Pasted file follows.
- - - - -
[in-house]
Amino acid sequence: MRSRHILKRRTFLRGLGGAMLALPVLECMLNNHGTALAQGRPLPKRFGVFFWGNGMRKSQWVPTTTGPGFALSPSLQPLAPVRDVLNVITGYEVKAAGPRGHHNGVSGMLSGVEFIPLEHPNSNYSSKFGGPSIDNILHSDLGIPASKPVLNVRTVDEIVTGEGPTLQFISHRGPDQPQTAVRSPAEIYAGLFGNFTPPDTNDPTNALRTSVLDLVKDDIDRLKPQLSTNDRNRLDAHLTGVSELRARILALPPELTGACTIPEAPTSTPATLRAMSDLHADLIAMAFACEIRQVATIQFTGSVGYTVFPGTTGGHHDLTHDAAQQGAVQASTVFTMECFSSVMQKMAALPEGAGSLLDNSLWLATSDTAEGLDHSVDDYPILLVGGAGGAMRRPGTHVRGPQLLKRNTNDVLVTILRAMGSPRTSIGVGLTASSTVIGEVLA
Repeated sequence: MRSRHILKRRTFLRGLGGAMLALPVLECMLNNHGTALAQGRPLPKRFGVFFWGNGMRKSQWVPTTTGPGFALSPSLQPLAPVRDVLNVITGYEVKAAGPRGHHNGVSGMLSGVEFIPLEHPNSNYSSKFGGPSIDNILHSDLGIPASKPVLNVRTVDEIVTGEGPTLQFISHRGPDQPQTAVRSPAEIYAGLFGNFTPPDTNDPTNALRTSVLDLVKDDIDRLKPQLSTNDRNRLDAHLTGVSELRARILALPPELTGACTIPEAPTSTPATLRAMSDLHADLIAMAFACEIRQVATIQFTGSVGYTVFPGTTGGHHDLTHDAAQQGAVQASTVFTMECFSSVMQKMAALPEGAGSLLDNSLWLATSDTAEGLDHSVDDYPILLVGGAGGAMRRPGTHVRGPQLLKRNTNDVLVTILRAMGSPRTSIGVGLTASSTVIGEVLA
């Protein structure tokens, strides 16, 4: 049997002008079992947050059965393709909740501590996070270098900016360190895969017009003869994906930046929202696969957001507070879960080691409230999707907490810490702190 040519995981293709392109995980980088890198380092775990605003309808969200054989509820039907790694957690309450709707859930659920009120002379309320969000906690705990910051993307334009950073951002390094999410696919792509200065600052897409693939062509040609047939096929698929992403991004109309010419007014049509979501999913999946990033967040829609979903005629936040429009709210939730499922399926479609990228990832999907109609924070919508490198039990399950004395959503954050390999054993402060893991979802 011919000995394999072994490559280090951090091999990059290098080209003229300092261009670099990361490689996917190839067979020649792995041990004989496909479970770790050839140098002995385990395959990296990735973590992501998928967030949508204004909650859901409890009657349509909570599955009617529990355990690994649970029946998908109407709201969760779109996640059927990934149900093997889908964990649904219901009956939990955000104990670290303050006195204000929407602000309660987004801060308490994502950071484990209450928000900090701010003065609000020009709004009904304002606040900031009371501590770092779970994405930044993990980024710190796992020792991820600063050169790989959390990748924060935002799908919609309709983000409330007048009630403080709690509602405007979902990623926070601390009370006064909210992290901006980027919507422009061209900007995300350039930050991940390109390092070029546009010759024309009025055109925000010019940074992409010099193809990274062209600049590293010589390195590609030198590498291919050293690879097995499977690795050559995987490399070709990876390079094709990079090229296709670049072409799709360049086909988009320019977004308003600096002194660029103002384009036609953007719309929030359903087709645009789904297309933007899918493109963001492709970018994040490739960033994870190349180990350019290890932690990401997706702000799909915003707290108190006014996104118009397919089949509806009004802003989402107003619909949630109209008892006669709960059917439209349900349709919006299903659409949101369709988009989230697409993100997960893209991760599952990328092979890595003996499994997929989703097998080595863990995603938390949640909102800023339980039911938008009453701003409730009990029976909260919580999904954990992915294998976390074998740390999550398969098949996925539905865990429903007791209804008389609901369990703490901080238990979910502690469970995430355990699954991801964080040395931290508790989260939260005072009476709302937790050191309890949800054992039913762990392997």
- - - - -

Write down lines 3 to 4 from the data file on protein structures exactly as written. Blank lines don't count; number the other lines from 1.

Repeated sequence: MRSRHILKRRTFLRGLGGAMLALPVLECMLNNHGTALAQGRPLPKRFGVFFWGNGMRKSQWVPTTTGPGFALSPSLQPLAPVRDVLNVITGYEVKAAGPRGHHNGVSGMLSGVEFIPLEHPNSNYSSKFGGPSIDNILHSDLGIPASKPVLNVRTVDEIVTGEGPTLQFISHRGPDQPQTAVRSPAEIYAGLFGNFTPPDTNDPTNALRTSVLDLVKDDIDRLKPQLSTNDRNRLDAHLTGVSELRARILALPPELTGACTIPEAPTSTPATLRAMSDLHADLIAMAFACEIRQVATIQFTGSVGYTVFPGTTGGHHDLTHDAAQQGAVQASTVFTMECFSSVMQKMAALPEGAGSLLDNSLWLATSDTAEGLDHSVDDYPILLVGGAGGAMRRPGTHVRGPQLLKRNTNDVLVTILRAMGSPRTSIGVGLTASSTVIGEVLA
């Protein structure tokens, strides 16, 4: 049997002008079992947050059965393709909740501590996070270098900016360190895969017009003869994906930046929202696969957001507070879960080691409230999707907490810490702190 040519995981293709392109995980980088890198380092775990605003309808969200054989509820039907790694957690309450709707859930659920009120002379309320969000906690705990910051993307334009950073951002390094999410696919792509200065600052897409693939062509040609047939096929698929992403991004109309010419007014049509979501999913999946990033967040829609979903005629936040429009709210939730499922399926479609990228990832999907109609924070919508490198039990399950004395959503954050390999054993402060893991979802 011919000995394999072994490559280090951090091999990059290098080209003229300092261009670099990361490689996917190839067979020649792995041990004989496909479970770790050839140098002995385990395959990296990735973590992501998928967030949508204004909650859901409890009657349509909570599955009617529990355990690994649970029946998908109407709201969760779109996640059927990934149900093997889908964990649904219901009956939990955000104990670290303050006195204000929407602000309660987004801060308490994502950071484990209450928000900090701010003065609000020009709004009904304002606040900031009371501590770092779970994405930044993990980024710190796992020792991820600063050169790989959390990748924060935002799908919609309709983000409330007048009630403080709690509602405007979902990623926070601390009370006064909210992290901006980027919507422009061209900007995300350039930050991940390109390092070029546009010759024309009025055109925000010019940074992409010099193809990274062209600049590293010589390195590609030198590498291919050293690879097995499977690795050559995987490399070709990876390079094709990079090229296709670049072409799709360049086909988009320019977004308003600096002194660029103002384009036609953007719309929030359903087709645009789904297309933007899918493109963001492709970018994040490739960033994870190349180990350019290890932690990401997706702000799909915003707290108190006014996104118009397919089949509806009004802003989402107003619909949630109209008892006669709960059917439209349900349709919006299903659409949101369709988009989230697409993100997960893209991760599952990328092979890595003996499994997929989703097998080595863990995603938390949640909102800023339980039911938008009453701003409730009990029976909260919580999904954990992915294998976390074998740390999550398969098949996925539905865990429903007791209804008389609901369990703490901080238990979910502690469970995430355990699954991801964080040395931290508790989260939260005072009476709302937790050191309890949800054992039913762990392997």